"Great plan," Sprig yawns in her ear, and she can't help the yawn in return. It stretches her neck muscles and she yawns again for good measure. Polly yawns, then Hop-pop, then her and Polly at the same time. They all smile and the moment of brevity gets the family going again, the plan -no matter how little Anne believes in it herself- solidly in mind and the goal spurring them on. Not too much further now.
The sign for 7-11 flickers and there is a closed down Redbox sitting stoutly next to a ash-tray/trash can. The ad in the window advertises Berry Glam Blitz Bomb and a two for four hotdogs sale. Her stomach rumbles.
Her family is crowded together outside the storefront, and Anne doesn't know what to do. She's loathe to leave the Plantars by themselves, but maybe the cashier won't be the most cynical soul in Los Angeles. Then the frogs won't go under the risk of wandering the streets, talking to strangers. She can't bring them in though, what if the employee freaks out (like...any reasonable person confronted by talking frog people would). A clammy, orange hand taps her arm twice. She looks down.
"We'll be okay for five minutes, Anne," reassures Hop-pop. "Hand me Sprig." She doesn't hand him Sprig so much as the pink frog melts off her back and flops down next to his grandfather, but either way transfer successful. Okay now it's just time to interact with a human who isn't one of her two childhood best friends. She can't be totally out of practice right?
Marcy's eyes had been so wide when she died. Her pretty, dark brown eyes glittering from the light of Andrias' sword. From the flashing blue of the portal home. From tears.
Anne swallows roughly and steps toward the entrance. She scolds herself when the self-automated doors startle her, and she glances around the store. Someone tall and bald by the coolers, someone on the phone in the back, besides them and Anne the place is empty. Well, and the cashier. She approaches the register before she can one-eighty out the stupid doors, and she clears her throat. The cashier, a young guy with bright green and black hair and a name tag reading 'Jared', looks up from his phone.
"Hey-o, ready to check out?"
"Um, no actually," Anne starts and stops. What is she supposed to say? "I...dropped my phone and it cracked badly," she lies. "I was supposed to meet up with my mom but I can't get the dang thing to turn on." She laughs, short and high-pitched, rubbing her neck. "Is there like, a store phone I could borrow to call her?"
Jared raises his eyebrows. "No, there isn't a store phone. If you buy something I could exchange dollars for quarters, I think there's a phone booth near here." The lights are buzzing really loudly, Anne notices. She takes a deep breath.
"Sorry, that doesn't work. Could I borrow your phone?" She sees how the older guy assesses her. She sees her dirty torn school skirt, her scorched copper armor, the twigs that she can't stop finding in her hair. "Or could I give you her number? Please, I just want to get back to my mom." Jared's frown softens and his mouth opens to speak, but is cut off by a voice behind Anne.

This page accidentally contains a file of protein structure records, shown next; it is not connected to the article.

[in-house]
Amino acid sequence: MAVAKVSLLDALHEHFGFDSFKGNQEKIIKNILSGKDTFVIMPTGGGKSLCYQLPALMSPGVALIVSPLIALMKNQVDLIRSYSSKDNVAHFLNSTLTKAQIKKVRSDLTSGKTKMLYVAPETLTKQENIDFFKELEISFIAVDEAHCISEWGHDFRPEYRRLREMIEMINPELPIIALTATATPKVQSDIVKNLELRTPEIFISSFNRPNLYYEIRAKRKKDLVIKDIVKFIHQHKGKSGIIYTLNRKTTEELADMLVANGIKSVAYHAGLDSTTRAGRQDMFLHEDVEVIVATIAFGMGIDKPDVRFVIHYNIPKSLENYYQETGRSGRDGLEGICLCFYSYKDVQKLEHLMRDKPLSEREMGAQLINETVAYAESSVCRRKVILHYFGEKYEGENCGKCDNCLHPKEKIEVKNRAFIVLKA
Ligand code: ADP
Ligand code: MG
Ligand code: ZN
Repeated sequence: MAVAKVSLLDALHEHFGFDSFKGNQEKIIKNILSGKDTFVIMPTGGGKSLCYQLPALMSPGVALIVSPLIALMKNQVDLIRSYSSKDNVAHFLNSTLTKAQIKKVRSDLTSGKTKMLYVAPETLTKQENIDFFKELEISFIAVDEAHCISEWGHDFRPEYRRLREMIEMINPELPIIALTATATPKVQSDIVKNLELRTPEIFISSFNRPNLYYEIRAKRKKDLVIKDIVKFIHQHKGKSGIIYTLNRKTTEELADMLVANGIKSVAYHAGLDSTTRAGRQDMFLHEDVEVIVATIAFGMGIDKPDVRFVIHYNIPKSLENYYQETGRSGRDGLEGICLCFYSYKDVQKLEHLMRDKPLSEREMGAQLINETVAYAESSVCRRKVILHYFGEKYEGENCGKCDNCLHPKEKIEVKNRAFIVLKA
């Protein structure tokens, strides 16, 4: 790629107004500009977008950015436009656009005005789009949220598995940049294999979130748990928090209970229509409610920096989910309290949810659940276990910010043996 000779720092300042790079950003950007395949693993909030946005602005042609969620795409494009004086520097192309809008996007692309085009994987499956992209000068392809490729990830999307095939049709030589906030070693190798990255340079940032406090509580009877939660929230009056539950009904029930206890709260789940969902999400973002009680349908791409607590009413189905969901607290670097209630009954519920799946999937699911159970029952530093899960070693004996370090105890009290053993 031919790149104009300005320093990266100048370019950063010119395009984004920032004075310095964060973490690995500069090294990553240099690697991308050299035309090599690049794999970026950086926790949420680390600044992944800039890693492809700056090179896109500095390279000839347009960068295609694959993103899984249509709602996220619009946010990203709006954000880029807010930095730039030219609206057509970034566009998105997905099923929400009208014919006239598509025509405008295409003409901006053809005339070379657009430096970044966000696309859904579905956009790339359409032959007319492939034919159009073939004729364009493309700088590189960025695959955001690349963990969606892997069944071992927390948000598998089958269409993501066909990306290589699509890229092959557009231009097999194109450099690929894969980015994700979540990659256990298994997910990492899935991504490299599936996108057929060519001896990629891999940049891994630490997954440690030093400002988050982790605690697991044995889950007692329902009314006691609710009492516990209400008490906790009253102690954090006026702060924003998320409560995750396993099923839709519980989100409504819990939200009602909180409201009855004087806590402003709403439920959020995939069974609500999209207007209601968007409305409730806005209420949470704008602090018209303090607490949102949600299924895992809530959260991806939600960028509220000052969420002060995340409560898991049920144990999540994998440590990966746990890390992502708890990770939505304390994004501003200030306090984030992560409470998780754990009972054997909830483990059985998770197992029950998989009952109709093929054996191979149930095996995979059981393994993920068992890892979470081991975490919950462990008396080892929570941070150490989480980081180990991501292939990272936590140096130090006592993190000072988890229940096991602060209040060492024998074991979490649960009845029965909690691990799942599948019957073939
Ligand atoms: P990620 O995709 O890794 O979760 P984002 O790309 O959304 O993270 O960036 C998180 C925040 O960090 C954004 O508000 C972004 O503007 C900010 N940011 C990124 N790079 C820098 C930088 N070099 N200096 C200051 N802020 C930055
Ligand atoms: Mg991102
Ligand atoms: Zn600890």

"Annie Bone-choy?" Her neck complains at the speed she turns to look. The bald person she saw earlier. Face contorted in open surprise, finger pointed in her direction, he says in a nasally SoCal accent, "Your parents have been looking everywhere for you."
"Do I know you?" Anne asks. Bald guy shakes his head. "No. I like your parents restaurant, amazing noodles by the way, and they have your missing posters all over the front. Yours and two other girls."
"I thought you lost your phone and were meeting up with your mom," Jared unhelpful interjects. Anne looks between both of them.
"Can I please use someone's phone to call my mom?" The two adults look at each other.
"Tell me your mom's number," says Jared tentatively. Anne rattles off the ten digit code with ease. She remembers sitting in the kitchen and her mom helping her arrange plastic magnet numbers in the order of her cell phone number. Jared puts the phone on speaker and the dialing tone begins to ring. Once, twice, three times, four...
"Hi! This is Madee Boonchuy. Not here right now, please leave a message!" The messaging system beeps and Anne just shakes her head at Jared. He ends the call.
"Can you please try again?" She pleads. Jared frowns, but does as requested. The dialing rings again. And gets voice-mail, again.
"I could call the restaurant," the bald guy offers. "It's not exactly rush hour but they are open right now, right?" Anne blinks away the stinging in her eyes. She has no idea what time it is, no idea what day or month or even if it's the same year. Who knows how Amphibia time lines up with Earth time?
"Can you? Please?" He nods and pulls out his phone. A minute while he finds the contact, and now for the third time, the phone rings on speaker. Anne knows what they say about third tries, and she crosses her fingers tightly.